Peladon reminds Hepesh that when his father died, the boy king refused to take the throne but Torbis and Hepesh convinced him to, and his mother, an Earth woman, allowed it. It was Torbis' dream for their planet to join the Federation, and Peladon asks for Hepesh's support to fulfil it, but Hepesh says he will not trust the aliens. Peladon asks for the delegates to be brought to him, so he can convince them that his people are not the primitives the Federation think they are.
The Doctor and Jo find a concealed way out of the tunnels.Once through, the Doctor spots a familiar, hulking shape, an Ice Warrior, and ducks back to hide. The two are discovered by the palace guards, who take them to the throne room, where the other delegates are gathered: Alpha Centauri, Arcturus, the Ice Lord Izlyr and the Ice Warrior Ssorg. The delegates had been discussing the curse, based on Aggedor. Young men used to hunt the Royal Beast in the old days, and the legend has passed down through the centuries. Its fur trims the royal robes and its head is Peladon's emblem. The prophecy says that when Aggedor's spirit returns, a stranger would also appear who would bring great tribulation to the planet. As this is said, the Doctor and Jo are brought before the King. Izlyr mistakes the Doctor for the delegate from Earth, and the Doctor does not disabuse him of the notion. The Doctor claims that his "shuttle" crashed, and his credentials lost as a result. He asks for help in recovering his ship, and Hepesh says that it will be arranged. When Hepesh points out Jo, saying that only men of rank or noble personages are allowed in the throne room, the Doctor introduces Jo as the "Princess Josephine of TARDIS", a neutral royal observer from Earth. The young King seems quite taken with Jo.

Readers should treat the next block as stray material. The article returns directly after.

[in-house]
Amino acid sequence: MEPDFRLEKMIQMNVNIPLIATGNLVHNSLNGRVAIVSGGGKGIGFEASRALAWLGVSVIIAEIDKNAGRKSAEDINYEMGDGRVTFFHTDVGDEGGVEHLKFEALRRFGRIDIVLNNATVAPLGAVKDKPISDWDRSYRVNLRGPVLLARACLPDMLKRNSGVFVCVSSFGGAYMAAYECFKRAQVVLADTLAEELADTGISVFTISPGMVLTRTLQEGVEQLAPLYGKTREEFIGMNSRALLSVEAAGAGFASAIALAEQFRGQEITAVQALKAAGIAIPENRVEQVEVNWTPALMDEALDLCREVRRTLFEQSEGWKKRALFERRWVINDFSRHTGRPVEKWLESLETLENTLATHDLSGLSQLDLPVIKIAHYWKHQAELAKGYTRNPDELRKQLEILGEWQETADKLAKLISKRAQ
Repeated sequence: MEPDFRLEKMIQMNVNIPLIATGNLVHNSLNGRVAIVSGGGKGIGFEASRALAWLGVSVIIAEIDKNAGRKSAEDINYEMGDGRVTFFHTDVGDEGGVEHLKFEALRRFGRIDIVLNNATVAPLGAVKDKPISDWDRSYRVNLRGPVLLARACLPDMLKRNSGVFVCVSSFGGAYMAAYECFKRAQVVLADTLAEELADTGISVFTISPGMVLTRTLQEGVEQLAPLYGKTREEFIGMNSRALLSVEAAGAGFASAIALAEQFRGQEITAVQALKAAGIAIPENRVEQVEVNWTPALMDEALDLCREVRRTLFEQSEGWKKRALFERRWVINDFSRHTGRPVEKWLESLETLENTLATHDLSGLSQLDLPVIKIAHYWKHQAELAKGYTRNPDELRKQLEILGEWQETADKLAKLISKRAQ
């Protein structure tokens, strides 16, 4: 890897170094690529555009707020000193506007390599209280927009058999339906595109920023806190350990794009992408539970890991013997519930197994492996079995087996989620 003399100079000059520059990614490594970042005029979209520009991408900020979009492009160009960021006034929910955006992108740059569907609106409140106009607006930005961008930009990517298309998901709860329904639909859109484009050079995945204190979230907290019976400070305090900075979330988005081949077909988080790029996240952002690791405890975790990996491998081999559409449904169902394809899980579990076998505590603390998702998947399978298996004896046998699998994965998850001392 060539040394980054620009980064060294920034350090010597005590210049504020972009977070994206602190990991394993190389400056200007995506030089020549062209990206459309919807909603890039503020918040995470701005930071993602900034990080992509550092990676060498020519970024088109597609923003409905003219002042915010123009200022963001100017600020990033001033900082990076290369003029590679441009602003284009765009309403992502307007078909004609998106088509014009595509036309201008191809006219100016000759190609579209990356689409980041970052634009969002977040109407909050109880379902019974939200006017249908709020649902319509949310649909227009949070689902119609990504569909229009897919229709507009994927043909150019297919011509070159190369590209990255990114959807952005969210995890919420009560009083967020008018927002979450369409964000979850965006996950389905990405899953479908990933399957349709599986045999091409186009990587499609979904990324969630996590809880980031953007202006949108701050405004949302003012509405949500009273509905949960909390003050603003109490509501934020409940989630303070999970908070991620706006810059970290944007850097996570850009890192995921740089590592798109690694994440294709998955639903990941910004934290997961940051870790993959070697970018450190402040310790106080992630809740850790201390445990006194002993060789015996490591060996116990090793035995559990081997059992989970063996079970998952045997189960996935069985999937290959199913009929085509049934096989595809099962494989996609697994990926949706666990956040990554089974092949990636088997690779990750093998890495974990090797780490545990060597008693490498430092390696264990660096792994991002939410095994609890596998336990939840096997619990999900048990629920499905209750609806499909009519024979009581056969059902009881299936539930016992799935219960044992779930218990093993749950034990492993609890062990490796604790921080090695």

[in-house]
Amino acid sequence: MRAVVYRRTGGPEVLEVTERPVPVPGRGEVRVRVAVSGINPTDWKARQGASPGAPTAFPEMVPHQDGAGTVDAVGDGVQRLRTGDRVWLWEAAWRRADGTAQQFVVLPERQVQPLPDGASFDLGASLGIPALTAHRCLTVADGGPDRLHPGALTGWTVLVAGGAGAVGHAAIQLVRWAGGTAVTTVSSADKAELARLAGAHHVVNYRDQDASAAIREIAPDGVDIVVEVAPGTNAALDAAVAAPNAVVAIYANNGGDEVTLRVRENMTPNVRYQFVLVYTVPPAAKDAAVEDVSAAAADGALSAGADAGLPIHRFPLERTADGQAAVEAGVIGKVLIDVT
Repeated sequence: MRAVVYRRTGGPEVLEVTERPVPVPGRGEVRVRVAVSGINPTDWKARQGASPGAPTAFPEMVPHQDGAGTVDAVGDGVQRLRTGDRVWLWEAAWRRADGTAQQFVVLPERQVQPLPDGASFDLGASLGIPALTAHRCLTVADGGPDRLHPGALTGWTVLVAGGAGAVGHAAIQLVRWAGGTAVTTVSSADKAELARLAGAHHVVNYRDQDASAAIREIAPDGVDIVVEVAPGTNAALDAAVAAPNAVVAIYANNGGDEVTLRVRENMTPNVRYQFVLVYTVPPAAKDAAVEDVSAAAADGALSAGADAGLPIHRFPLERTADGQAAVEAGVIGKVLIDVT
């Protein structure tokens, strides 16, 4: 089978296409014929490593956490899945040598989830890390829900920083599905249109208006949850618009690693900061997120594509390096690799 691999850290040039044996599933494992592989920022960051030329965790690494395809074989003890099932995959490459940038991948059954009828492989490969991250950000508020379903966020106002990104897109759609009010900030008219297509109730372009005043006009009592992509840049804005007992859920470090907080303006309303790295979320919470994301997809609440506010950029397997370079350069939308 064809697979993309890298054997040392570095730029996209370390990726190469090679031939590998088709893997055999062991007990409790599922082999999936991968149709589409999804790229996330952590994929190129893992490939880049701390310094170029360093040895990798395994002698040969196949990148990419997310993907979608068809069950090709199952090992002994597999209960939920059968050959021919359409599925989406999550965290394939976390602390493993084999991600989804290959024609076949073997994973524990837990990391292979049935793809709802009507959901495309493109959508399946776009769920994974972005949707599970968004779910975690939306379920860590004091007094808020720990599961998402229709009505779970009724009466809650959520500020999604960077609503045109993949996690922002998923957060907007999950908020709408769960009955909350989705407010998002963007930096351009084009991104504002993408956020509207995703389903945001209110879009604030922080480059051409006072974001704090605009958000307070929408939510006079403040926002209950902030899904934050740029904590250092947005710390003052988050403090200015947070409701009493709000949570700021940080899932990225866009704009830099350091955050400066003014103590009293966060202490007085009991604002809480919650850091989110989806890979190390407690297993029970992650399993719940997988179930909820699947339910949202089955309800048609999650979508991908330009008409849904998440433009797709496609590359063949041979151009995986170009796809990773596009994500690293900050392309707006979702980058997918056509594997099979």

As the assembly brings the Doctor up to date on what has transpired, Grun surreptitiously starts to loosen a heavy statue of Aggedor placed above the corridor outside the throne room. When the Doctor is taken to the conference room to debate further, the statue topples over. The Doctor manages to push Alpha Centauri and the Ice Warriors ahead of him, saving their lives. Arcturus and Jo were lagging behind. Grun gets away unnoticed as the delegates discuss once more if the conference should continue. Hepesh blames the ghost of Aggedor, but Peladon reminds him who is king. Jo, at a nod from the Doctor, finds her way to the ledge where the statue once stood, and finds a small electronic component there.